I’ve always loved the sentiment “It takes a village.” To me, those four words encapsulate the most powerful aspect of human growth and development: community. We all have a village surrounding us. And so does each and every child in the Compassion program.Continue Reading ›
In the wake of war brought on by Joseph Kony and the LRA, this village in Uganda was left in devastation and great need. Until the church, in partnership with Compassion, stepped in to transform their community.Continue Reading ›
At Compassion, we see some exceptional examples of love that inspire us and make smiling simply irresistible. This Valentine’s Day, we wanted to share some of our favorites with you. We see love in…
Dietrich Bonhoeffer wrote that He who loves his dream of a community more than the Christian community itself becomes a destroyer of the latter. His words remind us that unity is more than a dream.
Psychologists also say that one of the best solutions to fighting postpartum depression is the company of other people, especially the company of other women who have the same experiences.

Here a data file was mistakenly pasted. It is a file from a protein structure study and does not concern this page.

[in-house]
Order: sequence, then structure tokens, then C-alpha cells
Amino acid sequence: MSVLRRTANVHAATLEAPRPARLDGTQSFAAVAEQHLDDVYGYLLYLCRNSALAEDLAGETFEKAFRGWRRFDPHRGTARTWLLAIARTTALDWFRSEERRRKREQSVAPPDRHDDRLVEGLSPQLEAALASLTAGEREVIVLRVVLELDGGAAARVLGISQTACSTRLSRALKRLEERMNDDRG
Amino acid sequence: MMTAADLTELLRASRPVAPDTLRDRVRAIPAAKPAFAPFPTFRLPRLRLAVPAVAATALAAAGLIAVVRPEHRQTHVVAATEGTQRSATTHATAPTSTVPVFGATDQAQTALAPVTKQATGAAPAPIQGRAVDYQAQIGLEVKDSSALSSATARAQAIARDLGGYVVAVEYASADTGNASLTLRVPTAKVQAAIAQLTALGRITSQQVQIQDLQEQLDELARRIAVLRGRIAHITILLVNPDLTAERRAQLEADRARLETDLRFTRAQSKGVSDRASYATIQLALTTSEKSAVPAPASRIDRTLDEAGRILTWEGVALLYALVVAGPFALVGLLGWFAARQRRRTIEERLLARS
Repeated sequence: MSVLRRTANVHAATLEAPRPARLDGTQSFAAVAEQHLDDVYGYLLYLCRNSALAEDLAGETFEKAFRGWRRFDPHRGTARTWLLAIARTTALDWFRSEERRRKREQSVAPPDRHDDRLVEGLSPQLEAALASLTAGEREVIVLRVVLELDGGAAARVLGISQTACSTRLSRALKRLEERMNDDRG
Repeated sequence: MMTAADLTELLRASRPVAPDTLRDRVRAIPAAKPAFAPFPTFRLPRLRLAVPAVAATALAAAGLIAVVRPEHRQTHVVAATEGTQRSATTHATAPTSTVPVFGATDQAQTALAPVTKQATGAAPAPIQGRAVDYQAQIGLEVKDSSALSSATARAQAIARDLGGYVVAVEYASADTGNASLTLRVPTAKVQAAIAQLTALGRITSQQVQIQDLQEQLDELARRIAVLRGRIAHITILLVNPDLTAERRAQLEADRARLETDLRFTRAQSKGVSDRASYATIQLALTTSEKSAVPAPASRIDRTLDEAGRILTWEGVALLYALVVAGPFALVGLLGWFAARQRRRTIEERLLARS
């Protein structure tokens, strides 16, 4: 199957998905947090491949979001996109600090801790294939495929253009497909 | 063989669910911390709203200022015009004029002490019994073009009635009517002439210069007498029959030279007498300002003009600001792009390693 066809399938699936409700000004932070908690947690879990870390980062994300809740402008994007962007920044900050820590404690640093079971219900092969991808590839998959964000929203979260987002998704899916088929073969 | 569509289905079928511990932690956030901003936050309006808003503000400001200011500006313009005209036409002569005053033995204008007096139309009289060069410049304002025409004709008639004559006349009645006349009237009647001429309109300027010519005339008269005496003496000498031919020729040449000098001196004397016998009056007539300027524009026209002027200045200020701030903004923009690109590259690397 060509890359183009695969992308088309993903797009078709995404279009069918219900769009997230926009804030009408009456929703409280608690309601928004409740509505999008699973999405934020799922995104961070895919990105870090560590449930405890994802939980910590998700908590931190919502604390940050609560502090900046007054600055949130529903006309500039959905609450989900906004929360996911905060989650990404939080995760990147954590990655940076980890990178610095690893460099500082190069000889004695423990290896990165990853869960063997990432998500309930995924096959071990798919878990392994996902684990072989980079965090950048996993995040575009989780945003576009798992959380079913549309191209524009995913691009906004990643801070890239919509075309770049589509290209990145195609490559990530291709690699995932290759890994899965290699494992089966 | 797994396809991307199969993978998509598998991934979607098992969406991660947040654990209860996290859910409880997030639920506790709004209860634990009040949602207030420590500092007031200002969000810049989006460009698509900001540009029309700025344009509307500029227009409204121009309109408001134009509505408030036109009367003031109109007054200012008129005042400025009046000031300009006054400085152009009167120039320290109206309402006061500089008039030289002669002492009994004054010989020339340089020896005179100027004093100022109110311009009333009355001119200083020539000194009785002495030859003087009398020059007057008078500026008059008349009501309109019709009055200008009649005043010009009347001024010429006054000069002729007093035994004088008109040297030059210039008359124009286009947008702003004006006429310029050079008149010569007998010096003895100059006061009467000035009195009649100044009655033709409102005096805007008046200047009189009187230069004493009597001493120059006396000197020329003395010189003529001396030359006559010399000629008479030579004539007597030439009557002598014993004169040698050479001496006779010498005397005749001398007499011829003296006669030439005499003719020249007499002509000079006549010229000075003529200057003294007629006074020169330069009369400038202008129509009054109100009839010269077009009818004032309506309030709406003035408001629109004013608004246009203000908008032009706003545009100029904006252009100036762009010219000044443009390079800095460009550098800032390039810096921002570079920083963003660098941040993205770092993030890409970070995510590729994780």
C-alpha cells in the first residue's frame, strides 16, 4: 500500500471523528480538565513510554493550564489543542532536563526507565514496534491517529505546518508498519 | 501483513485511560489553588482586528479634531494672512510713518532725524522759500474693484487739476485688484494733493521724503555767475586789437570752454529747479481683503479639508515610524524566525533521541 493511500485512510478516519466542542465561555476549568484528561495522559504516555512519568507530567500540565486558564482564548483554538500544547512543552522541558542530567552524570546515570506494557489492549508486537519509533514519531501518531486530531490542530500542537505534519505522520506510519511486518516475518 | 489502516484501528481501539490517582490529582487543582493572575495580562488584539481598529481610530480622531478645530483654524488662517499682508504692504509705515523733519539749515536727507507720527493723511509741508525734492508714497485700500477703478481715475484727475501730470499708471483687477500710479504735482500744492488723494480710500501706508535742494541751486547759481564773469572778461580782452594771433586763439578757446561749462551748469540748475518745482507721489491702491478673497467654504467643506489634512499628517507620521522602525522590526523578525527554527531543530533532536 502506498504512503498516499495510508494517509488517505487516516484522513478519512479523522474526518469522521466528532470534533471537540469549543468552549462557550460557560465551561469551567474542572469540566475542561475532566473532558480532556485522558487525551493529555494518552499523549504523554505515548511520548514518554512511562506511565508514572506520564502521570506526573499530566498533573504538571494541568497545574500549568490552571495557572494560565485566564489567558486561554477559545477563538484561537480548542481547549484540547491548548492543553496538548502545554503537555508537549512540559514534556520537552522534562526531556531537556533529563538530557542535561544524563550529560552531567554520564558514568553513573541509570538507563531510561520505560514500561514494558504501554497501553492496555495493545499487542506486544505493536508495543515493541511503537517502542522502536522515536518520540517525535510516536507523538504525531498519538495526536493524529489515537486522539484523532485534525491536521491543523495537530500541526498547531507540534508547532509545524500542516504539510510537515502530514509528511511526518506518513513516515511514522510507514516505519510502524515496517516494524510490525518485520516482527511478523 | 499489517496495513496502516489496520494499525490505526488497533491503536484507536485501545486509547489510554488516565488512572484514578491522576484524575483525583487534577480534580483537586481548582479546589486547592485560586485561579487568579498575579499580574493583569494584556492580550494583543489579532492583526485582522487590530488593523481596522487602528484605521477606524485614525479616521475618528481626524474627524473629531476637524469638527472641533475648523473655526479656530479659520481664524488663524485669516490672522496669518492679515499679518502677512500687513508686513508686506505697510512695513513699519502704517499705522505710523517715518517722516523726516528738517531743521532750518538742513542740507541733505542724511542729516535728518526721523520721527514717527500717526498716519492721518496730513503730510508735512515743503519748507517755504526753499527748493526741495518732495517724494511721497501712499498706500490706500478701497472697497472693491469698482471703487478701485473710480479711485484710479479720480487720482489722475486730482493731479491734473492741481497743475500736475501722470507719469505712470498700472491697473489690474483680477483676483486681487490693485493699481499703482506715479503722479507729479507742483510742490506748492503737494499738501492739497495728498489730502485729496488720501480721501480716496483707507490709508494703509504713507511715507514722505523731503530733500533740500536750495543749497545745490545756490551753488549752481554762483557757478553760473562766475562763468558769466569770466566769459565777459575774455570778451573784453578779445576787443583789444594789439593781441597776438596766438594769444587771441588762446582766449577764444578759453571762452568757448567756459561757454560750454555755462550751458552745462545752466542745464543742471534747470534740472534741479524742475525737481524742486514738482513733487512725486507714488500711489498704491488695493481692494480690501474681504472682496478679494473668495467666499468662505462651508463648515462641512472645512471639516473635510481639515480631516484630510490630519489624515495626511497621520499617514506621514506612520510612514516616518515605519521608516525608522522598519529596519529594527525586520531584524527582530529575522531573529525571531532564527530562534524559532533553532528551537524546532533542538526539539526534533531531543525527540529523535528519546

Yesterday, I made it into Batey Aleman, during a complete rainout. Tropical Depression Bonnie paid a visit and the rains haven’t ceased.
Right before going to the batey, I stopped at the Compassion Dominican Republic office and saw the 87 boxes of Rawlings and Nike equipment lining n entire wall three feet deep. I also learned quite a bit about Albert Pujols involvement in all the details of this league, including the discussions he had with Nike and Rawlings about what the team would look like.
Our child development centers are distributed in different types of settings in Mexico; the biggest difference is between urban and suburban areas. In the context of this blog post, the term “suburban” is defined a bit differently than in the developed world: Suburban areas are smaller cities or towns, normally located on the outskirts of main cities, with at least 5,000 inhabitants, but with few services.
Our child development centers are distributed in different types of settings in Mexico; the biggest difference is between urban and suburban areas.